Lots of first-time visitors to Lithuania get a shock on their first encounter with one of Lithuanian favorites – cold beetroot soup.
Many of them call it ‘pink soup’.
And they are not wrong – pink it is!
To be honest, us Lithuanians, normally don’t even think about the color of this soup until some wide-eyed foreigner points it out. For us it’s just something we love eating on warm summer days, we find it really refreshing.
Plus it is one of the healthiest soups you can find – the only ingredient that is cooked, is beetroot, everything else is raw (recently people have started making it with raw beetroot as well).
All of this ‘little-to-no-cooking requirements’ means that this soup is a very quick and easy dish to make.
So by now you already have an inkling that the pink color of this soup has something to do with beetroot…
But how does the soup turn pink?
Read on to find out.
Ingredients (will feed 4 people)
2 (big enough) beetroot heads. If you only have smaller beetroots, use more of them.
1 small cucumber (or half of a long one), with seeds and skin. It’s not a fancy schmancy dish!
2 or 3 scallions
1 boiled egg
A bunch of dill
1 litre buttermilk (in Lithuanian or Eastern European shops it’s called ‘kefyras’ ‘Кефир’, in Asian shops they call it ‘Lassi’ or a ‘yogurt drink’).
Salt and pepper for seasoning
Cook beetroot in water. I prefer when it still has some firmness and crunch to it, don’t over-boil. After the beetroot has cooled, peel it and dice into small pieces.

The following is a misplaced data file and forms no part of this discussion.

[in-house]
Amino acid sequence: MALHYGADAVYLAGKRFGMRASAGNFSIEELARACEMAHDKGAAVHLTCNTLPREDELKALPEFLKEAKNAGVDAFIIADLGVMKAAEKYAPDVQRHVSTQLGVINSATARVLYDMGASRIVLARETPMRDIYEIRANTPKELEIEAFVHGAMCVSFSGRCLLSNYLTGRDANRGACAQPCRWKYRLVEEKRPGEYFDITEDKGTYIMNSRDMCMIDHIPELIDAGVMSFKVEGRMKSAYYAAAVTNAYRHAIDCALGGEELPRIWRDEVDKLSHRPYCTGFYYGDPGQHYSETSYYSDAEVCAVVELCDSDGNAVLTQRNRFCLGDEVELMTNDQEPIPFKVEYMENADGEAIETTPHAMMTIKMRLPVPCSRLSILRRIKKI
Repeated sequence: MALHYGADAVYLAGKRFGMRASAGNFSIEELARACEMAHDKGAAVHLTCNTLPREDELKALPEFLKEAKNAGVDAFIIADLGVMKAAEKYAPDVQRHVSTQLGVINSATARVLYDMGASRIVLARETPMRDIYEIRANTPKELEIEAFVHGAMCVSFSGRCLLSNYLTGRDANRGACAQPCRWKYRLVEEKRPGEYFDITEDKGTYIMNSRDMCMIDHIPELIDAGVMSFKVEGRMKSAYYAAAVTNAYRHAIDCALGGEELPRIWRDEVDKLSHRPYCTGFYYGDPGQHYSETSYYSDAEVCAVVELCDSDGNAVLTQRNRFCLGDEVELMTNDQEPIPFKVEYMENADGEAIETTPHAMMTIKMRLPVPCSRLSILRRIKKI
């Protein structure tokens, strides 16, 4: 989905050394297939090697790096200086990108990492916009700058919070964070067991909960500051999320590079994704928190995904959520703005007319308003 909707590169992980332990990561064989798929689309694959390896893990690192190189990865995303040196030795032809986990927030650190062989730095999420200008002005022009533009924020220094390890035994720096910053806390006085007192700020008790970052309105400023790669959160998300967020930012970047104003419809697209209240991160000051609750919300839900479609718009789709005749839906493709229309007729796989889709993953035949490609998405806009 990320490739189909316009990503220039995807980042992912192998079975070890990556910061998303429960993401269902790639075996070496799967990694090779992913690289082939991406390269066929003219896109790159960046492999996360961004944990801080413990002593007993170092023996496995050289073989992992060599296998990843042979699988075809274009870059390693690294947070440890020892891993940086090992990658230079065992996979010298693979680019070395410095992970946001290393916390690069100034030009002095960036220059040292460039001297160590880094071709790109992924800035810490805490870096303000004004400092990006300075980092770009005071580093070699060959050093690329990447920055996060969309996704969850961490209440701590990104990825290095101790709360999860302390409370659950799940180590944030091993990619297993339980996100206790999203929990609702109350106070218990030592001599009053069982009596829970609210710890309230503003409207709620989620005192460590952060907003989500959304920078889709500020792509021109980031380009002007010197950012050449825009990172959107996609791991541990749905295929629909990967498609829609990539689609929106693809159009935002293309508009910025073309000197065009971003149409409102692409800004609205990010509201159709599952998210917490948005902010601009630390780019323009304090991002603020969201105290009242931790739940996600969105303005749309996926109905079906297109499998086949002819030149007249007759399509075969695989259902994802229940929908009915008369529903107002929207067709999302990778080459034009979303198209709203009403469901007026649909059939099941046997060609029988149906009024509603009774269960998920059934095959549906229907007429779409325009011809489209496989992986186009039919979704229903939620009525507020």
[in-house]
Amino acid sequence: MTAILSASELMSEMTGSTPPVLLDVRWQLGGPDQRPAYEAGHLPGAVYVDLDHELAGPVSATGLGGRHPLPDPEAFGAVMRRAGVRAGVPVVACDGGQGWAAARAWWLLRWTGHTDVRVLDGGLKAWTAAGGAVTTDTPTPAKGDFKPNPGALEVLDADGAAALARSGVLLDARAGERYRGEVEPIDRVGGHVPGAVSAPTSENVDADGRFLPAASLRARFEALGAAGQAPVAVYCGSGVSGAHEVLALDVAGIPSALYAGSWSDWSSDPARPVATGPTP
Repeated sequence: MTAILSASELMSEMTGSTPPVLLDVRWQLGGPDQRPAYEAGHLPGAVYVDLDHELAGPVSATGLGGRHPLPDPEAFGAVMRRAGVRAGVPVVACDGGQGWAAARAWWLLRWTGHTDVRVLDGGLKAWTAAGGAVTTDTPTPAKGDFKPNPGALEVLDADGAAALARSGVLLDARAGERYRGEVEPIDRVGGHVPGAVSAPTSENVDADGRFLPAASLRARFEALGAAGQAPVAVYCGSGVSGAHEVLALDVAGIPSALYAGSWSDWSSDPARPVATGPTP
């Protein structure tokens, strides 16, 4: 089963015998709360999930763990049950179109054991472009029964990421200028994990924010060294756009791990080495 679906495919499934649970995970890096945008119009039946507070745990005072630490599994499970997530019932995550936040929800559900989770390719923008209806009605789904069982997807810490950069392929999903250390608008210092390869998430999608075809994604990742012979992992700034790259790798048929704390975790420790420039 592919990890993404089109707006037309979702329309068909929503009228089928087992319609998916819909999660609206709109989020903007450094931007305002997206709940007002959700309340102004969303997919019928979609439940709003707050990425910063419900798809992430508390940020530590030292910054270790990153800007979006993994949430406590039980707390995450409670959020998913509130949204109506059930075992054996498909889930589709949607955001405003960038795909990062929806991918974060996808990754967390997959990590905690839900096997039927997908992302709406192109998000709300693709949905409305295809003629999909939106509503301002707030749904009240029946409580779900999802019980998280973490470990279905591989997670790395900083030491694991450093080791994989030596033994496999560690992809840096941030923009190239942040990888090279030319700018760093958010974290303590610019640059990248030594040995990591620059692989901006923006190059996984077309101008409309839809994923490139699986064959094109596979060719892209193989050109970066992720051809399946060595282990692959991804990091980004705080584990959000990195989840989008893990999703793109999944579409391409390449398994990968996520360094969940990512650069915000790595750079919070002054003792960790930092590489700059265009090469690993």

Wash the cucumber and dice it into small pieces, like it’s shown in the picture.
Take a bunch of dills, wash it and chop it finely.
Chop the scallions finely.
Although the traditional recipe requires an egg, I normally break with the tradition and don’t use it all. If you do decide to use an egg, boil it until the yolk is firm, then cool it, peel and dice into small square pieces.
Put all the ingredients into a large bowl.
Add some seasoning (salt and pepper). Be careful at this step, since it is a cold soup, the salt will take some time to melt, so if you add too much, you will only know about it when serving (too late!).
Add one litre of buttermilk.
And here’s where the pink magic happens – when you combine white buttermilk with dark red beetroot, you’ll end up with a vibrant pink color. Ta-dah!
At first, your soup might look a bit whitish, something like in the picture below (especially if you overcook the beetroot like I did, after forgetting it on the stove for much too long !)
You have to leave it for an hour or two to rest, allowing the beetroot to release its color into the soup and all the ingredients to combine. After a couple of hours, simply give it a final stir and serve.
NOTE. If you use buttermilk from a Lithuanian shop (like the one in the picture), you might find that buttermilk is quite creamy and thick, which means your soup will end up being too thick. In this case, simply add some water to make your soup the right consistency for you.
In Lithuania we serve this soup with some boiled potato on the side, but it’s really not necessary. You can have it on its own, with some crackers or bread, if you like.
Eat pink Lithuanian soup, enjoy your life!
Want to find out more about Lithuanian cuisine?
Here are two earlier posts you might like:
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